People do like to be asked about themselves, so long as it is done gracefully and is not an obnoxious quiz or ridiculously intrusive.   As you set up your questions, consider how you would feel if you were being asked the same things. Make your language calm, conversational and respectful.

  • We want to know about you
  • Why are you here
  • Your opinions matter
  • What do YOU have to say: what kind of communications do you wish, how often, what kinds of info about the organization do you want to read and see?

Surveys

There are several free online survey sites, Survey Monkey is the most well known, that are simple to set up and add to your outgoing emails, as part of your newsletter, as a dedicated email, or as part of some incentive contest or promotion.

Make it fun, make it approachable and accessible. Use simple, everyday language. 

  • Example:  Tell us about yourself:
  • Where do you live?
  • What is your age range?
  • What brought you to us?
  • What do you like best about our work/What do you think is most important thing we can do?

Write out all the questions you think you want answered, but don’t send them out all at once. Do a little strategic planning, figure out what is most important for you to get first, the most crucial stuff, and then stagger how you will acquire the rest.

  • Smaller, shorter questionnaires will work best, my suggestion is no more than 5 questions at first.
  • Phrase your questions as if you were sitting in front of that person, don’t make your language too formal or stiff.
  • Provide multiple guess answers for most of the  questions, and ask for fill in answers for others for some variety.
  • I have found that asking for  short comment at the end can be more revealing than anything else, consider adding an open ended question.
  • Be sure you automate the reply, let your respondents know you got the info, thank them and then do plan to get back to them at a later date. 

 

Know your tone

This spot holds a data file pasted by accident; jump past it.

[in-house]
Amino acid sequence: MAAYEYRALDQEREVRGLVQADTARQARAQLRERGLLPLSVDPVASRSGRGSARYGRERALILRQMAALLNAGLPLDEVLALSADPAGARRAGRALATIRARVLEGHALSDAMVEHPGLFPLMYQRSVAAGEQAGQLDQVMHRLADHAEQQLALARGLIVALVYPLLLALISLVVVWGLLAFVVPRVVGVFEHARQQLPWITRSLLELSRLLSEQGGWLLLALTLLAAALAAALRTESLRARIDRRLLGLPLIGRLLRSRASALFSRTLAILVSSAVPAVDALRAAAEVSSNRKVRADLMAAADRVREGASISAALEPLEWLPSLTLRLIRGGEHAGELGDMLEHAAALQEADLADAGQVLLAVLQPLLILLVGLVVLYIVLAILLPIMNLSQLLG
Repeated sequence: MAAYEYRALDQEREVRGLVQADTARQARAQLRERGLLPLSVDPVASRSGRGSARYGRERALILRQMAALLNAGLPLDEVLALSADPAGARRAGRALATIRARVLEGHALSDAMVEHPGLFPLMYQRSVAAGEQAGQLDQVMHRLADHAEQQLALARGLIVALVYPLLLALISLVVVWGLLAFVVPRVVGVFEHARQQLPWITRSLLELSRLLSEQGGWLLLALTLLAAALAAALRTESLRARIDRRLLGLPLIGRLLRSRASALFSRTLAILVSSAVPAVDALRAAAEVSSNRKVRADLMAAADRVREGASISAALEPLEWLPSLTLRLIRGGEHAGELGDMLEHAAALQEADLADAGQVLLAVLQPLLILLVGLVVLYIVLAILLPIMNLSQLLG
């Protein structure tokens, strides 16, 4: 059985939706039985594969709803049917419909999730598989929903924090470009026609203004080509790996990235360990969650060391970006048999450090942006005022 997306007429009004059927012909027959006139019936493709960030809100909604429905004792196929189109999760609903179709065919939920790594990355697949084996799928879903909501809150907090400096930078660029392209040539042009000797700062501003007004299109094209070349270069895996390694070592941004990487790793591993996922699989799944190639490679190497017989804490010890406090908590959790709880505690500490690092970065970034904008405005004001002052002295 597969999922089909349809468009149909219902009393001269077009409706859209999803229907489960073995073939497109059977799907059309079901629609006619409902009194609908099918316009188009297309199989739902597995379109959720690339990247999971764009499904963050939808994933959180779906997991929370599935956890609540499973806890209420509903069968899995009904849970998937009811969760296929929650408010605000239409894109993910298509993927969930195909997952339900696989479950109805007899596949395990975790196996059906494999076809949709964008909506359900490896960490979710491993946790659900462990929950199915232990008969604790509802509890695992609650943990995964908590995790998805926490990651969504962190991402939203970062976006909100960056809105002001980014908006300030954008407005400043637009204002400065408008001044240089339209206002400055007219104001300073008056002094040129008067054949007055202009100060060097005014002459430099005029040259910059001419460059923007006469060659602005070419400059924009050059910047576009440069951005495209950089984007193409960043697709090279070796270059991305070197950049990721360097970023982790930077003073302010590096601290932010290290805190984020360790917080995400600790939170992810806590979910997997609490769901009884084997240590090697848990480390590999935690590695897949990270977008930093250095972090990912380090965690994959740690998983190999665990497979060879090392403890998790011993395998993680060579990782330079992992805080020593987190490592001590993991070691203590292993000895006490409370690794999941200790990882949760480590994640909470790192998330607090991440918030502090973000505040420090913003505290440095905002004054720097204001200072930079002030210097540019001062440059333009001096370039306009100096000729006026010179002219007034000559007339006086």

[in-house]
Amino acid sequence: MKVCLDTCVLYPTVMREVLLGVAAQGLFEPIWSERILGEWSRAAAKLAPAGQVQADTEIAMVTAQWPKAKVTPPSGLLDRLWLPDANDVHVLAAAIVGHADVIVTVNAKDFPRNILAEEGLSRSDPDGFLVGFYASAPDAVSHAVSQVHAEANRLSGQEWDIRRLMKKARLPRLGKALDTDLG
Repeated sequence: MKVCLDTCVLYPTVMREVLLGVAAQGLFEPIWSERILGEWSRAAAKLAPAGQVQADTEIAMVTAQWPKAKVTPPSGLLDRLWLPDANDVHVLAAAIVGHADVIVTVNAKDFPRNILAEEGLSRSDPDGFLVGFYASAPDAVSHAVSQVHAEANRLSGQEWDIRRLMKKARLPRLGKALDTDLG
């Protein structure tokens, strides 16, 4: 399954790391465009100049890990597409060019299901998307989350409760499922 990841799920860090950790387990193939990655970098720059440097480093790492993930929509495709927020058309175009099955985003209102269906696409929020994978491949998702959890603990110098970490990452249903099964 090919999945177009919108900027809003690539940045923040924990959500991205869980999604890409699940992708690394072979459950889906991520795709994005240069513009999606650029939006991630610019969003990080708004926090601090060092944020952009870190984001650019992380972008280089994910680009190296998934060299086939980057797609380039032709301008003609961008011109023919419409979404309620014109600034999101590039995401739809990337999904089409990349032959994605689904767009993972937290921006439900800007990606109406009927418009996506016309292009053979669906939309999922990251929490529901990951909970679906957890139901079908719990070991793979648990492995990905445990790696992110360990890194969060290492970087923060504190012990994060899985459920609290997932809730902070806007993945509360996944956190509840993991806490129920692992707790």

You’ll need to craft the writing of your thank you letter to best suit which individual is receiving it. Consult your donor personas to see how they would best respond to different tones of writing. For example, you might not want to send the same letter to a youth volunteer that you’d be sending to a major corporate donor. Have your donor persona guide handy when you’re crafting the language in your letter and you’ll be sure to hit the mark, whether you need something more straightforward or more lighthearted.

Go ahead and ask them about commitment, satisfaction, and preferences as soon as you receive the first  gift and keep asking until you get this information.  Obtaining this information can guide you in what ways you can communicate with that donor. Not getting this kind of data One the other hand, failure to gain additional information from them can really limit the effectiveness of any of your messages and your ability to tailor your approach. 

The result of not obtaining and responding to the information you gather can result in a continual stream of one-way communication until, eventually, you give up and purge the list or they opt out.  That’s not good for them and it’s not good for you.

What’s the Point? 

You work hard to deliver the mission, run the company and make progress.  Don’t squander all that by not being thoughtful about how you engineer the way you communicate. Take the time to figure out who you are communicating with and what will resonate most effectively with them. 

Speak to your donors as you would want to be spoken to, in words and sentences that make sense to you, convey the message and call to action in terms that are understandable. Invite and include your readers by using the words and phrases they do.

Need a little help with defining your donor persona or the words that will work best?

Call today and let’s get this squared away     310 828 6979       click here:  clauren@laurenassociates.com

 

image credit: https://isys6621.com/2016/02/25/watch-your-tone/